Biden Backs Gas Tax Holiday, But How Much Relief Is Unlikely

Getty Images’ Justin Sullivan In an effort to lower gas prices, the announcement is anticipated this week, although there is a lot of criticism.

President Biden might enact a gas tax holiday, which would drop the cost at the pump by around 18 cents per gallon. However, there isn’t much a president can do to swiftly lower the price of petrol.

The average driver would probably save a staggering $90, or around 18 extra gallons of gas over the year, if the gas tax were suspended for the whole calendar year.

Next month, Biden will travel to Saudi Arabia, where the topic of the world’s oil supplies will undoubtedly come up.

Due to a 41 percent increase since Russia invaded Ukraine almost four months ago, the national average price for a gallon of gas has risen to $4.97. The federal gas tax, which is now set at 18.4 cents a gallon, accounts for only a small portion of that total—roughly 3.7 percent. President Biden stated that he is thinking about stopping the collecting of that tax and may make an announcement soon.

Biden told a gathering of reporters on Monday, “Yes, I’m thinking about it. “I intend to make a choice based on the information. By the end of the week is what I’m after.”

A president can’t do much to quickly lower gas costs. Later this week, administration members will meet with the CEOs of the biggest oil corporations to discuss the increase in gas prices. Biden has already released some of the strategic petroleum supply to the market. Biden has announced plans to travel to Saudi Arabia next month, and the global energy supply will certainly be a topic of conversation. However, Biden is powerless to compel Saudi Arabia to increase oil production, and a gas tax holiday would at least demonstrate action given that sanctions for the invasion have cut off access to Russian supplies. Of course, such a move would require Congressional approval, putting another potential wrench in the situation.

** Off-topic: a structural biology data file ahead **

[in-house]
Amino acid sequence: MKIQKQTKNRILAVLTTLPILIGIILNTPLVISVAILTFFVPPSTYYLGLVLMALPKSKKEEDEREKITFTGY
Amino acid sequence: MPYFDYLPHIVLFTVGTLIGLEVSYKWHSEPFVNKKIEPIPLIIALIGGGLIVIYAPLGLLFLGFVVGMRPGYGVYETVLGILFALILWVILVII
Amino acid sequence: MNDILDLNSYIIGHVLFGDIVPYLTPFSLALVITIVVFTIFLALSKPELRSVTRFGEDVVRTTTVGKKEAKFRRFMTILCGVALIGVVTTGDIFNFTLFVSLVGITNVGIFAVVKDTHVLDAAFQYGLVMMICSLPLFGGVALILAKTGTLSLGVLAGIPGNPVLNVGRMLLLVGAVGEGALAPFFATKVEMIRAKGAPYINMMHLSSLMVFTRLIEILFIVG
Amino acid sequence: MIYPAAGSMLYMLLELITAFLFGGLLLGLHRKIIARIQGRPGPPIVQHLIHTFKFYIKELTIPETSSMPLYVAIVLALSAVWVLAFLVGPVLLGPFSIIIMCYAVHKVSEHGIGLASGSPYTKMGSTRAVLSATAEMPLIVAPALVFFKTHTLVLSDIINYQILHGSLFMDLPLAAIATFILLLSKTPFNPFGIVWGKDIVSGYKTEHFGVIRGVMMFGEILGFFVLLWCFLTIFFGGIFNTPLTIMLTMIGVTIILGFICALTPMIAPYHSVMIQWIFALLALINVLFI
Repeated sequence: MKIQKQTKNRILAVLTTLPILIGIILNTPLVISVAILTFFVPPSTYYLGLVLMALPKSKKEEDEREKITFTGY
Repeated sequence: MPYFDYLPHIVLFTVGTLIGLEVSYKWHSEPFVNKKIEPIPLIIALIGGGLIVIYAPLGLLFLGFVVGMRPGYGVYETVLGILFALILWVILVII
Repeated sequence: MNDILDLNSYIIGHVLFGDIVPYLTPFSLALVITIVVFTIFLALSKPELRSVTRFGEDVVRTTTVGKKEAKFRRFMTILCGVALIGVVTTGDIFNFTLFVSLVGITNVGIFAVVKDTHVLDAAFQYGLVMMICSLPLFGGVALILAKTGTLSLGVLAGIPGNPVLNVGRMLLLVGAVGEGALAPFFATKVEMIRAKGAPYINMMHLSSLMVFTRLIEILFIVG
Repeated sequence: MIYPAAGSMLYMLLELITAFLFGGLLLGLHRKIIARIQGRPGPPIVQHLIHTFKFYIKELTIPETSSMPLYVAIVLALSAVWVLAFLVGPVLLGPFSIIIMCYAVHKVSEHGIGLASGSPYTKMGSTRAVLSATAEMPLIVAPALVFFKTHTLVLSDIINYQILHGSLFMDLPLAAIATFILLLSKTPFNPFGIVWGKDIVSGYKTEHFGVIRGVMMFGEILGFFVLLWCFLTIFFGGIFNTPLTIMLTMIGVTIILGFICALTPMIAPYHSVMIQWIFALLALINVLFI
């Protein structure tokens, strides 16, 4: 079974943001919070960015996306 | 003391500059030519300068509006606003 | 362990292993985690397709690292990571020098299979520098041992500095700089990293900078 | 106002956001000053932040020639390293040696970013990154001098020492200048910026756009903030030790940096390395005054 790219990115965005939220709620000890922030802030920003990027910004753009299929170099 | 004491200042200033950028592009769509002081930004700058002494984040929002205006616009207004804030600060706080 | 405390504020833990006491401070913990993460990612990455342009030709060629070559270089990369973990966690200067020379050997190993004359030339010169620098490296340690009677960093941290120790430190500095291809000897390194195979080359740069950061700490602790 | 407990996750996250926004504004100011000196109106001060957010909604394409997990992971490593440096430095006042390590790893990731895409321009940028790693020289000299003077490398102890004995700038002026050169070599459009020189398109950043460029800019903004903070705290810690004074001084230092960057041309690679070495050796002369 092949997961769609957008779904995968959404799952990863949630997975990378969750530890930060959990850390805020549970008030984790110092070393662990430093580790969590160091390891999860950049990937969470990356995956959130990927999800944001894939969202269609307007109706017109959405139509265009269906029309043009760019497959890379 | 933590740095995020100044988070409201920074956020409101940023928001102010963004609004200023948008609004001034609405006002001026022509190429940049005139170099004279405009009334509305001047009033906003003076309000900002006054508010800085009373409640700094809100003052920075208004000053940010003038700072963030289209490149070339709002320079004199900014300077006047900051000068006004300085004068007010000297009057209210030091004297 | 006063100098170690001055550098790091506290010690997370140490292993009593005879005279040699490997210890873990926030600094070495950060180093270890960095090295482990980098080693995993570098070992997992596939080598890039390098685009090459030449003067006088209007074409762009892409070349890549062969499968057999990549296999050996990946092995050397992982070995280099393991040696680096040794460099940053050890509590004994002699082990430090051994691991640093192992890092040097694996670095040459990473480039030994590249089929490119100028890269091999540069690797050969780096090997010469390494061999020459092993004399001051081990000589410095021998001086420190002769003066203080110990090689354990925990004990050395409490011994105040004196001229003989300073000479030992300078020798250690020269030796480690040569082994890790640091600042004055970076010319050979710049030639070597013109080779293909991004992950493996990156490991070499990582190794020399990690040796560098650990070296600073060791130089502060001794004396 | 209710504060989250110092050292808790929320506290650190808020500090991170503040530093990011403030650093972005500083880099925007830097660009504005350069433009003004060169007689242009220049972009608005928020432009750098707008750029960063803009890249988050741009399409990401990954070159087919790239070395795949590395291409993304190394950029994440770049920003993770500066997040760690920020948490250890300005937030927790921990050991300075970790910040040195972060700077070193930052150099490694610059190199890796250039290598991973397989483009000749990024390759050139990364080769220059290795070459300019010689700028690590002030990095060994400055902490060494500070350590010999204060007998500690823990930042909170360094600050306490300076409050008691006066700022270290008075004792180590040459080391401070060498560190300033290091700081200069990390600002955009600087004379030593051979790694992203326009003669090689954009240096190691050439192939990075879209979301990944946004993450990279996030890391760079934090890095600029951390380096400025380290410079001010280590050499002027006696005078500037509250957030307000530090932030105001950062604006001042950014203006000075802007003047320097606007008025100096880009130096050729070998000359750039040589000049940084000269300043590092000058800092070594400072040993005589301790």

A Pause in Gas Taxes—Would It Really Help?

But what would it mean for regular drivers if the federal gas tax were eliminated? (State gas taxes differ greatly and are a completely different topic.) Depending on how much gas you use, abolishing the gas tax would probably result in a yearly savings of less than $100. The average American car gets 27.35 miles per gallon on the highway, and because most people drive 13,500 miles annually, that works out to 494 gallons of fuel burned annually. The annual savings from paying 18.4 cents less per gallon would be around $91 (drumroll please). And that’s only true if consumers receive the full benefit of the reduction from oil producers and petrol stations.

Biden should be aware that lowering the gas tax will only slightly assist motorists. In reality, President Obama spoke out against raising the gas tax before Biden was appointed vice president. Obama claimed that cutting the tax is the simple solution during his presidential campaign, even though both Hillary Clinton and John McCain supported the idea. Obama remarked at the time, “We’re fighting over a gimmick that would save you half a tank of gas over the course of the summer so that everyone in Washington can pat themselves on the back and claim they did something. Senator Mitch McConnell echoed Obama’s remarks and referred to the concept of a gas tax holiday earlier this year when it was being considered in Congress.

The federal gas tax was last increased in 1993, and we have long maintained that the existing 18-cent levy is insufficient to pay for well maintained roads and bridges (the federal tax on diesel fuel is 24.4 cents). Early in Biden’s presidency, there was a brief discussion of increasing the federal gas tax, but that discussion has long since passed.